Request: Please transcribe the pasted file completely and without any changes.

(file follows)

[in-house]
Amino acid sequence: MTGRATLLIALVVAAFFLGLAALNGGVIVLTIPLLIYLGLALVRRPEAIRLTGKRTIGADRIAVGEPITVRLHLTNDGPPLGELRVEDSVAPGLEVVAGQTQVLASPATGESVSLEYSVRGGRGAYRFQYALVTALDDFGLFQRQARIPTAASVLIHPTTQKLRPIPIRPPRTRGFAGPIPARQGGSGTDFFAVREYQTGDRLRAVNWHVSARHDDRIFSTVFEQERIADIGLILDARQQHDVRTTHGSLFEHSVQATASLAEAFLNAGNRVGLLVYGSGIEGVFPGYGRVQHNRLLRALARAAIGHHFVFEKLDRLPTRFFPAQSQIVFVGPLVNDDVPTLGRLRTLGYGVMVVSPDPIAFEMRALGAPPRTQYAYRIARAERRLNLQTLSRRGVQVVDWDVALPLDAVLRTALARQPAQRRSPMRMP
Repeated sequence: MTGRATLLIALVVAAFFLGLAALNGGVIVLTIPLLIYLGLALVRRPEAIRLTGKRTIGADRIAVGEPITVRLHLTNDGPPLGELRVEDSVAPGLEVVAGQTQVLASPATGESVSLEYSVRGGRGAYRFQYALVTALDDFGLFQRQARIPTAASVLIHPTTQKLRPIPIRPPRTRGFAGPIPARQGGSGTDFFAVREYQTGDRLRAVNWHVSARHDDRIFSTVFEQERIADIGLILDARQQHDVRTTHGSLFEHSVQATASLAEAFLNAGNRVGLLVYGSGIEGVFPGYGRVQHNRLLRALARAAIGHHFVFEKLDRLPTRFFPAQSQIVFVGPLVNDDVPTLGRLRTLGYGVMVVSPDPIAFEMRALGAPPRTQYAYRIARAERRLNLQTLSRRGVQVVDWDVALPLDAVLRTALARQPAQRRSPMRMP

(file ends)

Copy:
[in-house]
Amino acid sequence: MTGRATLLIALVVAAFFLGLAALNGGVIVLTIPLLIYLGLALVRRPEAIRLTGKRTIGADRIAVGEPITVRLHLTNDGPPLGELRVEDSVAPGLEVVAGQTQVLASPATGESVSLEYSVRGGRGAYRFQYALVTALDDFGLFQRQARIPTAASVLIHPTTQKLRPIPIRPPRTRGFAGPIPARQGGSGTDFFAVREYQTGDRLRAVNWHVSARHDDRIFSTVFEQERIADIGLILDARQQHDVRTTHGSLFEHSVQATASLAEAFLNAGNRVGLLVYGSGIEGVFPGYGRVQHNRLLRALARAAIGHHFVFEKLDRLPTRFFPAQSQIVFVGPLVNDDVPTLGRLRTLGYGVMVVSPDPIAFEMRALGAPPRTQYAYRIARAERRLNLQTLSRRGVQVVDWDVALPLDAVLRTALARQPAQRRSPMRMP
Repeated sequence: MTGRATLLIALVVAAFFLGLAALNGGVIVLTIPLLIYLGLALVRRPEAIRLTGKRTIGADRIAVGEPITVRLHLTNDGPPLGELRVEDSVAPGLEVVAGQTQVLASPATGESVSLEYSVRGGRGAYRFQYALVTALDDFGLFQRQARIPTAASVLIHPTTQKLRPIPIRPPRTRGFAGPIPARQGGSGTDFFAVREYQTGDRLRAVNWHVSARHDDRIFSTVFEQERIADIGLILDARQQHDVRTTHGSLFEHSVQATASLAEAFLNAGNRVGLLVYGSGIEGVFPGYGRVQHNRLLRALARAAIGHHFVFEKLDRLPTRFFPAQSQIVFVGPLVNDDVPTLGRLRTLGYGVMVVSPDPIAFEMRALGAPPRTQYAYRIARAERRLNLQTLSRRGVQVVDWDVALPLDAVLRTALARQPAQRRSPMRMP